Wednesday, April 24, 2024

ECONOMY | 15-10-2021 18:24

Fernández warns business leaders over ‘incomprehensible’ price rises

President Alberto Fernández, Economy Minister Martín Guzmán and Pope Francis among the names addressing 57th IDEA colloquium.

Closed by President Alberto Fernández, the 57th colloquium of IDEA (Instituto para el Desarrollo Empresarial de la Argentina) attended by hundreds of top businessmen this week also drew words from Pope Francis among other outside interventions (including Economy Minister Martín Guzmán from the United States).

President Fernández, who began his speech almost an hour after it was scheduled, threw his business audience a bone by insisting that “there is no sustainable development without private investment,” but he also reproached them for the “incomprehensible” price increases in the last couple of months. 

He further told them not to view labour as a cost but as an investment and insisted that real wages must be recovered after falling 20 percent in the last five years, calling for agreement between sectors while “abandoning insults.” 

The Frente de Todos leader blamed Argentina’s current difficulties on both the coronavirus pandemic (”of which we are all survivors”) and the inherited debt with the International Monetary Fund (IMF), with whom a rapid agreement was being sought, he said, “but never a bad agreement.” Fernández reiterated to business leaders that Argentina is “absolutely” committed to reaching a deal with the Fund.

The president (who closed his speech by presenting ex-deputy Gabriela Cerruti as his new spokesperson as from yesterday) also defended his party’s record on social plans, pointing out that there had been less than 200,000 when Cristina Fernández de Kirchner (now his vice-president) left office in 2015 and that these had been multiplied by the Mauricio Macri administration since then.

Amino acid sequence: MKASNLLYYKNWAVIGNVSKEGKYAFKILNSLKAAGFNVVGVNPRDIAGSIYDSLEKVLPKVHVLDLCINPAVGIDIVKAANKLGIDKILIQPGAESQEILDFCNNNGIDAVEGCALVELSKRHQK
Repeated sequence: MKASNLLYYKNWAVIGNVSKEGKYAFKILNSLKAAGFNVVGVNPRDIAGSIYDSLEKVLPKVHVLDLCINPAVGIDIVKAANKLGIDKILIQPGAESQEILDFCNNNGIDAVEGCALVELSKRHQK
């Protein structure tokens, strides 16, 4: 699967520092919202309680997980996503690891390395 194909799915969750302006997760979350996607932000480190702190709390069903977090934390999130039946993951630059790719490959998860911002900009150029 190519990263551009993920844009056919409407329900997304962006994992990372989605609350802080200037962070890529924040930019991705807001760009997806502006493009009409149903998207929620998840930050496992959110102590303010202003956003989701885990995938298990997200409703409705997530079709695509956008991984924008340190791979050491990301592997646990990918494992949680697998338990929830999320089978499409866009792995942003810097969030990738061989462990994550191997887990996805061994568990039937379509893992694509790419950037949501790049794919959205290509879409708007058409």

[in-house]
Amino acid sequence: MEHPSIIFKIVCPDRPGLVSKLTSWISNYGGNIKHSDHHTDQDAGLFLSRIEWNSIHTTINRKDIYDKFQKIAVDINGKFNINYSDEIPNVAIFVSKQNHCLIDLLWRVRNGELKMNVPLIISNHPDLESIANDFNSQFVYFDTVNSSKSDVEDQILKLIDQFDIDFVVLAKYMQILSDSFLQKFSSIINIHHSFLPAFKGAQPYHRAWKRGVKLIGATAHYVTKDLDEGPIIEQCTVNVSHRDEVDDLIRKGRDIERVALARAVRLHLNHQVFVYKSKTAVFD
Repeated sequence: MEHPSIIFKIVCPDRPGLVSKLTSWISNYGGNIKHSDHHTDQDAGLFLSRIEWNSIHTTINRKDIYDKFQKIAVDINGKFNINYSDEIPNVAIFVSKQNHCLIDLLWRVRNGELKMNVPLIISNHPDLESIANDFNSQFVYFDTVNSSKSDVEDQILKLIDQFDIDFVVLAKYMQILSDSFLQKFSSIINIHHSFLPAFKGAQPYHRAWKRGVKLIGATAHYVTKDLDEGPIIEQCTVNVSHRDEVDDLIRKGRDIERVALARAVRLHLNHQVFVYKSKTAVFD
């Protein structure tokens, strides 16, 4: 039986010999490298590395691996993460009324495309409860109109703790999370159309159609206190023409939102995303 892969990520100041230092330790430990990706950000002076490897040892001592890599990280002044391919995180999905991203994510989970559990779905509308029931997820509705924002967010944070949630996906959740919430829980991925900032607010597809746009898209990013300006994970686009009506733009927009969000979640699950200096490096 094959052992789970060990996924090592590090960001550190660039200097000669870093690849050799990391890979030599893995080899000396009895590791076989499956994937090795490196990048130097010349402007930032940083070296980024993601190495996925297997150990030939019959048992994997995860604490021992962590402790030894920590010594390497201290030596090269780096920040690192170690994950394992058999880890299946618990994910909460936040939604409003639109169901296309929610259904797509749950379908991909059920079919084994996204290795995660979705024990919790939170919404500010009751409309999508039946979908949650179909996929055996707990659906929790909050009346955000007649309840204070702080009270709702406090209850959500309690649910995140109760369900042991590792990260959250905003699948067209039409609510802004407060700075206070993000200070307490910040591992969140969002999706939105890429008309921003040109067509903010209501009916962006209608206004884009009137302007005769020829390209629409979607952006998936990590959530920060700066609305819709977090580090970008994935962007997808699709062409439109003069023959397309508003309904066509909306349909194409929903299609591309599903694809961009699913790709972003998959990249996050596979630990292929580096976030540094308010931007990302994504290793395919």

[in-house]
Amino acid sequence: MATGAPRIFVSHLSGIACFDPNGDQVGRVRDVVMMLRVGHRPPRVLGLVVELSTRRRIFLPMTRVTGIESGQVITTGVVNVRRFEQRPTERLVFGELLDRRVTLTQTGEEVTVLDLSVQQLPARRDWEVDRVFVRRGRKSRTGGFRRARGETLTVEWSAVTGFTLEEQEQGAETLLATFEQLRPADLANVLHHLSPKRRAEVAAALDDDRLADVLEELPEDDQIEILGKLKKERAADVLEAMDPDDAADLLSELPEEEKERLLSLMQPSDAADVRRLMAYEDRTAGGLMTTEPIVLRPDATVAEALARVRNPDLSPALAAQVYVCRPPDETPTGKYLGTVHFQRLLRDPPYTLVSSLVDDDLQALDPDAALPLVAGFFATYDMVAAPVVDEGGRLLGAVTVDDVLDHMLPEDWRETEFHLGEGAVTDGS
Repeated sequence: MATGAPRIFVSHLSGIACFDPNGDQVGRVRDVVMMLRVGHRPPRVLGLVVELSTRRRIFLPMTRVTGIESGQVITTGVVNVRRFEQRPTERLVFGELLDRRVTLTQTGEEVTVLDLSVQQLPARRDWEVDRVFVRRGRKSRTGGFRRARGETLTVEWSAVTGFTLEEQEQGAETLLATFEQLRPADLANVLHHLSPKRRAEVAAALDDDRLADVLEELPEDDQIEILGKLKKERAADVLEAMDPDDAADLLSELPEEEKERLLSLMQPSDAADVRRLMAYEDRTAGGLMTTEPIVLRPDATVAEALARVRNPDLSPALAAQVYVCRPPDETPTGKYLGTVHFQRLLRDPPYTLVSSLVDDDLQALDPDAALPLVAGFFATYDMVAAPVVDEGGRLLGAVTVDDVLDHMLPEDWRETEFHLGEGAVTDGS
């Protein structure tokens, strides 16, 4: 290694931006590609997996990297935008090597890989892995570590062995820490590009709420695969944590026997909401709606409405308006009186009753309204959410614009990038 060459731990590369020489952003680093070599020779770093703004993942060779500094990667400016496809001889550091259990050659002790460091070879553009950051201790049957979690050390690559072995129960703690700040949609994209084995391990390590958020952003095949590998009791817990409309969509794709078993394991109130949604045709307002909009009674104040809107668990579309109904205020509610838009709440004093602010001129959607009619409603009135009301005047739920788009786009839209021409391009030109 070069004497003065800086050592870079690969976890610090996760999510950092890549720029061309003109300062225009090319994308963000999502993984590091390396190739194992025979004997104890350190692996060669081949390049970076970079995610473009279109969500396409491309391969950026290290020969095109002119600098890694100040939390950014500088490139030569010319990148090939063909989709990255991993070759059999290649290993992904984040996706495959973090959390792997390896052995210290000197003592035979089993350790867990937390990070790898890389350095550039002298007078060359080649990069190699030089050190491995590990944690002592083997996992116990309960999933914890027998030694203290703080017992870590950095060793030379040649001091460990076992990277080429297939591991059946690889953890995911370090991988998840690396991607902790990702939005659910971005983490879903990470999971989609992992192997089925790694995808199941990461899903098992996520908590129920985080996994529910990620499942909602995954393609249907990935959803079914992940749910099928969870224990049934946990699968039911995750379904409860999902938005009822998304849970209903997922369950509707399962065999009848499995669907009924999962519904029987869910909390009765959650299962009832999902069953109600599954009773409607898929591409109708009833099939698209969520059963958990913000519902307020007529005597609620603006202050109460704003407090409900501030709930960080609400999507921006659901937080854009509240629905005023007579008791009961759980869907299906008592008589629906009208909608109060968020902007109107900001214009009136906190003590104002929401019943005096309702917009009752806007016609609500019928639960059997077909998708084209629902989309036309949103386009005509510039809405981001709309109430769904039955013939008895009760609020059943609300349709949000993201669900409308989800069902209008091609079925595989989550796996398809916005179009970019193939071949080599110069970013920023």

This issue was also the theme of the papal intervention with the former Cardinal Jorge Bergoglio complaining that he had been misunderstood in his homeland as advocating subsidised poverty but subsidies could only be provisional and never replace the “dignity” of labour and the “noble vocation of the businessman.”


New ground

This year’s symposium broke new ground at various levels, not only trading in the traditional Mar del Plata venue for the riverside Costa Salguero centre in this city as from Wednesday (last year’s event was purely virtual in the midst of the pandemic) but also being headed by a woman: Paula Altavilla, country manager of Schneider Electric. Furthermore, it featured the first presence of a Kirchnerite president since this business huddle was boycotted during all three Kirchner presidencies between 2003 and 2015.

Guzmán concentrated on reassuring businessmen against any danger of devaluation despite the gap between official and parallel exchange rates. But concern about the latter was expressed by both sides of the political divide – by Macri’s last economy minister Hernán Lacunza and by Emmanuel Alvarez Agis, Economy deputy minister under Axel Kicillof (2013-2015).

Speaking of a “crisis of confidence” and “economic disarray” in her speech last Wednesday to open the symposium, Altavilla centred on this year’s main theme of job creation, which she described as vital for developing the country’s “enormous potential” and preventing the emigration of “so many of our children.” She deplored Argentina as only having 14 companies per 1,000 inhabitants, half the number of Brazil and a quarter of Chile.

Business talk in the corridors in between the speeches clustered around electoral uncertainty (not all businessmen welcomed the prospect of a weakened government), the chances of an IMF agreement any time soon and Argentina’s shaky relationship with a world also undergoing turbulence.

 The new Domestic Trade Secretary Roberto Feletti’s three-month price freeze announced last Wednesday was the subject of intense anticipation before the event and considerable criticism afterwards with many businessmen seeing it as more of an imposition than an agreement.  



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